- The maximum risk is $1,982. This also represents the amount of capital that a trader would need to put up to enter the trade. Fortunately, this size of loss would only be realized if the trader held this position until expiration and the underlying stock was trading at $175 a share or less at that time.
- The maximum profit potential on this trade is $1,018. If achieved this would represent a return of 51% on the investment. Realistically, the only way to achieve this level of profit would be if the underlying security closed at exactly $190 a share on the day of option expiration.
- The profit potential is $518 at any stock price above $195—26% in six weeks' time.

## Key Criteria to Consider in Selecting a Modified Butterfly Spread

The three key criteria to look at when considering a modified butterfly spread are:

- Maximum dollar risk
- Expected percentage return on investment
- Probability of profit

Unfortunately, there is no optimum formula for weaving these three key criteria together, so some interpretation on the part of the trader is invariably involved. Some may prefer a higher potential rate of return while others may place more emphasis on the probability of profit. Also, different traders have different levels of risk tolerance. Likewise, traders with larger accounts are better able to accept trades with a higher maximum potential loss than traders with smaller accounts.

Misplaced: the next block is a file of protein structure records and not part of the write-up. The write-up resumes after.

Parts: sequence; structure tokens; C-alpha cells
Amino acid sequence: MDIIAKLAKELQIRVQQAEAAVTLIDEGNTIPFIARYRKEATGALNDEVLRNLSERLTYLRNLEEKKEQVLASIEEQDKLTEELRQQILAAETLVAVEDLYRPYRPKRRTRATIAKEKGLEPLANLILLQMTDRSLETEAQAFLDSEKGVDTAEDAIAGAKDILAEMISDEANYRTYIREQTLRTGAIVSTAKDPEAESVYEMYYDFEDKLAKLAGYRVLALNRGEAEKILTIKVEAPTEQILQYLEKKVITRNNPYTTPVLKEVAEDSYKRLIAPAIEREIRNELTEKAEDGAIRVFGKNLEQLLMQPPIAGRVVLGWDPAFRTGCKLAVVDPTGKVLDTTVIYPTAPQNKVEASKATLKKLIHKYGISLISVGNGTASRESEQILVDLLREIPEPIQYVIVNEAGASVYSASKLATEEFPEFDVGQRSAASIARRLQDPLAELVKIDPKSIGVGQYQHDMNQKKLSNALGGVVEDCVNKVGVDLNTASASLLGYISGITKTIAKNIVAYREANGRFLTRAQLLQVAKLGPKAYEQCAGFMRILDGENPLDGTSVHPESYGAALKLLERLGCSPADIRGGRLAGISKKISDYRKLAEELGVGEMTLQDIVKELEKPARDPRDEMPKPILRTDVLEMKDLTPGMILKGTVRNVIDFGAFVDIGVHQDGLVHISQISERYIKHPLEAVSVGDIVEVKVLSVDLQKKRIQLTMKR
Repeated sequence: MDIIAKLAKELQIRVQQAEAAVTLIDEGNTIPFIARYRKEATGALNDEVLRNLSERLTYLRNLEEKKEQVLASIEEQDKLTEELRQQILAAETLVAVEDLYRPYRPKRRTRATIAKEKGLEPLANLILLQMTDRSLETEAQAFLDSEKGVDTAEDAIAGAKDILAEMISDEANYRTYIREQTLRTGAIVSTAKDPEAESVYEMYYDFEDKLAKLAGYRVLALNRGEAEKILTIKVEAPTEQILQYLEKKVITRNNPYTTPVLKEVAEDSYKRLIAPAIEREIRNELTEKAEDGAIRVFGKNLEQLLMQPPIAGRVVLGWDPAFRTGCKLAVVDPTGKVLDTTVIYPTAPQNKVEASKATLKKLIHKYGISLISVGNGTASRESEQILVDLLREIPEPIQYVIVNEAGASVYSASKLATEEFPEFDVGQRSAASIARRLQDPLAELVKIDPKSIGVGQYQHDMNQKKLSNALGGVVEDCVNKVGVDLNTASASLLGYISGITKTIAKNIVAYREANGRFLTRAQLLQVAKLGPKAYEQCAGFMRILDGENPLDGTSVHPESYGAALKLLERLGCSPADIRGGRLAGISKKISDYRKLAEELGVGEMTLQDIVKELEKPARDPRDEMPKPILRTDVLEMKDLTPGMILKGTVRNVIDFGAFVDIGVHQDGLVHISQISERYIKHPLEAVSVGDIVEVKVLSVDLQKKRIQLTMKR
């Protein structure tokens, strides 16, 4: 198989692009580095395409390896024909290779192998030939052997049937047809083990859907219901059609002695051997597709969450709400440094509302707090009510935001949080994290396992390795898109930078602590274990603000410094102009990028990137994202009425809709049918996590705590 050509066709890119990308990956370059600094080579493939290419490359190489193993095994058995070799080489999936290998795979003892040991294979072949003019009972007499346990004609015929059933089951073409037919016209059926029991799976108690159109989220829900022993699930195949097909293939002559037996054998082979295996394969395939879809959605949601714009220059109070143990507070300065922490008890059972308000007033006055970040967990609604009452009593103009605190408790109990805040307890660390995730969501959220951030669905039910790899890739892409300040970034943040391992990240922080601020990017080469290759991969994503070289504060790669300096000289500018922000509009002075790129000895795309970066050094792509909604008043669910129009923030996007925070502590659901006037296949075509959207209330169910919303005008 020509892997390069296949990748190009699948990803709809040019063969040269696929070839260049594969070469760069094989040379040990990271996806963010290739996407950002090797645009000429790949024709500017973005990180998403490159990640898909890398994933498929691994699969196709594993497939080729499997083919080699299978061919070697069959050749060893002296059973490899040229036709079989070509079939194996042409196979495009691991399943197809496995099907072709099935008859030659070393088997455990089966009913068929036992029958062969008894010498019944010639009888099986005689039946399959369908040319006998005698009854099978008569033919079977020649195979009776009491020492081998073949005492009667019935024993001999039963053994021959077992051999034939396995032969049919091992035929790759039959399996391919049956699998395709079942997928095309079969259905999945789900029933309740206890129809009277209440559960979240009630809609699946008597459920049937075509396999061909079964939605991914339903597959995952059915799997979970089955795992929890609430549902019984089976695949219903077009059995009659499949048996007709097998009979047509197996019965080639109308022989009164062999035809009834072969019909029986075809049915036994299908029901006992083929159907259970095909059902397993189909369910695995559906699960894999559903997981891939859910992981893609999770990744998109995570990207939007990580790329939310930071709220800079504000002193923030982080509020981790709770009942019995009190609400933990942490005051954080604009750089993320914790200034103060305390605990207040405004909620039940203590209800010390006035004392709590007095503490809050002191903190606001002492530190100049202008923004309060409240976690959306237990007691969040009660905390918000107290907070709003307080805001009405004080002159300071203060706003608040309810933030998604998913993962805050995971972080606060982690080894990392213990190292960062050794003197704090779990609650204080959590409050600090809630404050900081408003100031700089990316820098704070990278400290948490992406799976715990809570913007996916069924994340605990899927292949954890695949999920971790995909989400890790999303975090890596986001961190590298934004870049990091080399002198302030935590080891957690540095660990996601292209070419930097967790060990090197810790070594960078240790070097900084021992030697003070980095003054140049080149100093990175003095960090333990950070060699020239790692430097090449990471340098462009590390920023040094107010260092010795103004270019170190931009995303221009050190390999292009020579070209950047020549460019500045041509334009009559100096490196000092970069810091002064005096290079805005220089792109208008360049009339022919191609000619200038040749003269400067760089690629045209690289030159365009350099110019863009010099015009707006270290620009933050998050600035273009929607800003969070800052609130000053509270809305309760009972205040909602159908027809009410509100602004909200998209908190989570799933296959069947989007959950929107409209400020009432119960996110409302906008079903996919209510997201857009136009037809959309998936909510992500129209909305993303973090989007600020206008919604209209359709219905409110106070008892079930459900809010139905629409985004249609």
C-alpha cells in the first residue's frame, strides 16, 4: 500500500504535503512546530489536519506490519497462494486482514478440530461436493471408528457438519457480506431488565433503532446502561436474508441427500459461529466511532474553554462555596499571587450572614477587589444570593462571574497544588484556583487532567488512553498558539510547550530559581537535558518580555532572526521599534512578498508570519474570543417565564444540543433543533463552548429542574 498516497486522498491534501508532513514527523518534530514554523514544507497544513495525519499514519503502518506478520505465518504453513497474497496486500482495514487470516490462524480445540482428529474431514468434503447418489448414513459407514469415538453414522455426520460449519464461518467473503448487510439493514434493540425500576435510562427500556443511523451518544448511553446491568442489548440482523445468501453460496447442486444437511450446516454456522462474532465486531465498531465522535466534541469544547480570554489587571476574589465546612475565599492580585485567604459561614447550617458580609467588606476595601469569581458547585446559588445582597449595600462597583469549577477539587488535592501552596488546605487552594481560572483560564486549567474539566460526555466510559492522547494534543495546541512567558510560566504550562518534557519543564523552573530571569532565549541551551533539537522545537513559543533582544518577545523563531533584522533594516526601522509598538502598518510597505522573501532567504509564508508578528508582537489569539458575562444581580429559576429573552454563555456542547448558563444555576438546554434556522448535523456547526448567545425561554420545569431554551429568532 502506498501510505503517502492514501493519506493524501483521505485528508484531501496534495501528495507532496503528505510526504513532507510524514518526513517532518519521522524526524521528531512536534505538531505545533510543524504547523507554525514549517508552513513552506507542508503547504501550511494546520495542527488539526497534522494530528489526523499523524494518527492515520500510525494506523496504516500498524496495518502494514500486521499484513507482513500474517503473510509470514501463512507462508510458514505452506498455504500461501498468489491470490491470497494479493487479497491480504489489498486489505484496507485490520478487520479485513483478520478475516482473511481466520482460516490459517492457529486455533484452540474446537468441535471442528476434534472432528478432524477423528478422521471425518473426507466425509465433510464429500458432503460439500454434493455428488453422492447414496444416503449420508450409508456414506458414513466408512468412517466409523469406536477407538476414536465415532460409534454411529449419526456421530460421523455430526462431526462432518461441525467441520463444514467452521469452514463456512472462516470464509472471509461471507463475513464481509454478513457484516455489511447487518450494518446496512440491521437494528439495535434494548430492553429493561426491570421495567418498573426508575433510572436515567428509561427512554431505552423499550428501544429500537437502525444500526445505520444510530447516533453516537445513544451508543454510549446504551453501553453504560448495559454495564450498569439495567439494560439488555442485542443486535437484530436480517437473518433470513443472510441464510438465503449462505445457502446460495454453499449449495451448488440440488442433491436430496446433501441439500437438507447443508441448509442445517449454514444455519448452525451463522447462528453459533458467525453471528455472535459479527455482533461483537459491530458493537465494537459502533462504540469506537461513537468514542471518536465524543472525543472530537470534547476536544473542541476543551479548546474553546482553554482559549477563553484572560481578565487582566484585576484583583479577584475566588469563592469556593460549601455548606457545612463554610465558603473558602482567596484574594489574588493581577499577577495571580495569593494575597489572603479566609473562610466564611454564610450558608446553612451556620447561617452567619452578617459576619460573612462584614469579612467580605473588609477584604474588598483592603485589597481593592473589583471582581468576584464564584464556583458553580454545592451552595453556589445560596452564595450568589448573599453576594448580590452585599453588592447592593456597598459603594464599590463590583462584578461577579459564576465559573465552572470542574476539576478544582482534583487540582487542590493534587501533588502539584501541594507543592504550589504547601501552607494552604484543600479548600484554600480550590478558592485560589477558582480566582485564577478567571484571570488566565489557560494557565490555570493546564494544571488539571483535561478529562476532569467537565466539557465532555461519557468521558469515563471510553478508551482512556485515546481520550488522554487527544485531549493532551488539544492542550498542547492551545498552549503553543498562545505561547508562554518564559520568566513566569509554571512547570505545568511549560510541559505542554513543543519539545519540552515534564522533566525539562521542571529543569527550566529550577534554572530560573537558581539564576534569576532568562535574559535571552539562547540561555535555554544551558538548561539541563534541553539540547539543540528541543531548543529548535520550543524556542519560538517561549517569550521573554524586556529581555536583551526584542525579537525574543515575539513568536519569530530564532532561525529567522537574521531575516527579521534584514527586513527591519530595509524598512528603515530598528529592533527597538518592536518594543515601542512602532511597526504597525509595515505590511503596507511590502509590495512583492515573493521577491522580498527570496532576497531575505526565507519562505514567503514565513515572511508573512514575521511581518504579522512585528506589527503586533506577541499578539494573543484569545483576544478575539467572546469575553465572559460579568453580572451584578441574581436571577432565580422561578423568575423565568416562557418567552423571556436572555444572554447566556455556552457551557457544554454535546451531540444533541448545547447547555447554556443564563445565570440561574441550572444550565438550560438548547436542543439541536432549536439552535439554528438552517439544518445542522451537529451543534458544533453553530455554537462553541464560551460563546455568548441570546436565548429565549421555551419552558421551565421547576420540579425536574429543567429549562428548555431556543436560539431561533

Each potential trade will have its own unique set of reward-to-risk criteria. For example, a trader considering two possible trades might find that one trade has a probability of profit of 60% and an expected return of 25%, while the other might have a probability of profit of 80% but an expected return of only 12%. In this case the trader must decide whether he or she puts more emphasis on the potential return or the likelihood of profit. Also, if one trade has a much greater maximum risk/capital requirement than the other, this too must be taken into account.

## The Bottom Line

Options offer traders a great deal of flexibility to craft a position with unique reward-to-risk characteristics. The modified butterfly spread fits into this realm. Alert traders who know what to look for and who are willing and able to act to adjust a trade or cut a loss if the need arises, may be able to find many high probability modified butterfly possibilities. (See also: *Understanding Option Pricing* and *What to Do When Your Trade Goes Awry*.)